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Does Antitrust Policy Promote Market Performance & Competitiveness?

Does Antitrust Policy Promote Market Performance and Competitiveness? is a new project of the Columbia Global Policy Initiative led by Columbia University Professors Anu Bradford and Sharyn O’Halloran.

Over the past three decades, antitrust laws have proliferated across the globe. International institutions and governments have promoted antitrust policy as an important regulatory tool to enhance competitiveness and market performance. However, there is scant empirical evidence that these policies actually work and that their adoption promotes an efficient use of scarce public resources. This project seeks to provide a solid theoretical and empirical foundation for this policy question. The project will develop a novel dataset on antitrust laws and enforcement across time and jurisdictions. The study offers a major contribution to policymakers who need to understand the benefits of these laws, and the elements of the laws or enforcement actions that have the greatest impact on competitiveness. The project will also test how optimal design of antitrust policy depends on variables, such as a country’s level of development and existing governance infrastructure.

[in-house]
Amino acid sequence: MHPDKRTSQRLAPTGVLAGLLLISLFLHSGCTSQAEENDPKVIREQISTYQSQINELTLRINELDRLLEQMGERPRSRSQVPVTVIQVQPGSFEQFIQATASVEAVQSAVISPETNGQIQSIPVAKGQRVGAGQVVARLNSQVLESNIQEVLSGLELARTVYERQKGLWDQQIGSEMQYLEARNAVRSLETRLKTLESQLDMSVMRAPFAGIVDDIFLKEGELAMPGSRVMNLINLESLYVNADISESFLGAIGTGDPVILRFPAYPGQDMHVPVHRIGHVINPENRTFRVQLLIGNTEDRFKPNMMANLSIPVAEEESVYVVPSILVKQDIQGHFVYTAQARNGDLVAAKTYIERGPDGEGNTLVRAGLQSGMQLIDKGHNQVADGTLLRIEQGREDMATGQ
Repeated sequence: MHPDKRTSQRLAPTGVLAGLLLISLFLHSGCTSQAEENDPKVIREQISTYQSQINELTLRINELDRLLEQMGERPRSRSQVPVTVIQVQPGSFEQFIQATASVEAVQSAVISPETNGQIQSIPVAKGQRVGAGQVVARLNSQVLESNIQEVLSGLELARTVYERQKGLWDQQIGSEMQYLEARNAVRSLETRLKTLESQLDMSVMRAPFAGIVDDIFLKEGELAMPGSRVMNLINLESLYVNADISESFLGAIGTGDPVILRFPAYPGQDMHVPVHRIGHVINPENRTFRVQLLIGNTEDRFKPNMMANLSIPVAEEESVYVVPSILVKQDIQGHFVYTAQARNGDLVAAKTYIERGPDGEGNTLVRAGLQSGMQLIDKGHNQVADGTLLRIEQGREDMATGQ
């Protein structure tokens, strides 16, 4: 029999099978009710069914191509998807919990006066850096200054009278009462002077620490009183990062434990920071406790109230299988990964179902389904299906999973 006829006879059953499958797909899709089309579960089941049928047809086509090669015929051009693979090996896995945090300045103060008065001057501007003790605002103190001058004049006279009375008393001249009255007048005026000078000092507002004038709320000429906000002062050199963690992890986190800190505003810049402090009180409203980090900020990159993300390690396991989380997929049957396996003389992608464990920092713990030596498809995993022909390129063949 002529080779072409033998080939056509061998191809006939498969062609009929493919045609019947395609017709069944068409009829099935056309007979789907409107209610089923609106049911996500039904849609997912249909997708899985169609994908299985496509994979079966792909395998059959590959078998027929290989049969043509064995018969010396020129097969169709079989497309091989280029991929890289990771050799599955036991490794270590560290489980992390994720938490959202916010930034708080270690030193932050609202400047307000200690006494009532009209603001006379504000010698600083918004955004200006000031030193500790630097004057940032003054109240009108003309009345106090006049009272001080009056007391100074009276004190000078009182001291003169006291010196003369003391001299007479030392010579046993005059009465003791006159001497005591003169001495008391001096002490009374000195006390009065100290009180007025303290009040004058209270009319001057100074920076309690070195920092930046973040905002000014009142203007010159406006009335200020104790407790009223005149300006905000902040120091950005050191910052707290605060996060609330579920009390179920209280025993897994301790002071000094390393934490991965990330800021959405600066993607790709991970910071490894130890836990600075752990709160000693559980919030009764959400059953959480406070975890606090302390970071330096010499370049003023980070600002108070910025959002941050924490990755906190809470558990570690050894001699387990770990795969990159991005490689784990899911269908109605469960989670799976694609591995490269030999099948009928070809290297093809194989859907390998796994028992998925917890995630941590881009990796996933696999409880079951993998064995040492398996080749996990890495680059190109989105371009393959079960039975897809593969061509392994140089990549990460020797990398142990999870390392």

Policy Goals

  • Help emerging antitrust regimes set priorities in building these regimes and provide new insights for more established jurisdictions on the effects of their laws and enforcement efforts
  • Allow international institutions (World Bank, IMF, OECD, UNCTAD, the EU, and others) and networks (International Competition Network), to reflect and, if needed, retool their long standing policy advice to governments
  • Help private market actors—the targets of antitrust laws—to better understand how these laws shape market outcomes, directly affecting the economic environments in which they operate.
  • Make private actors better able to assess the effects of different regulatory regimes on their ability to enter and penetrate foreign markets and to adjust their investments and business strategies accordingly

Support from the National Science Foundation and the Columbia Global Policy Initiative

North America


Anu Bradford, Columbia Law School
Henry L. Moses Professor of Law and International Organization
George Blumenthal Professor; Professor, International and Public Affairs
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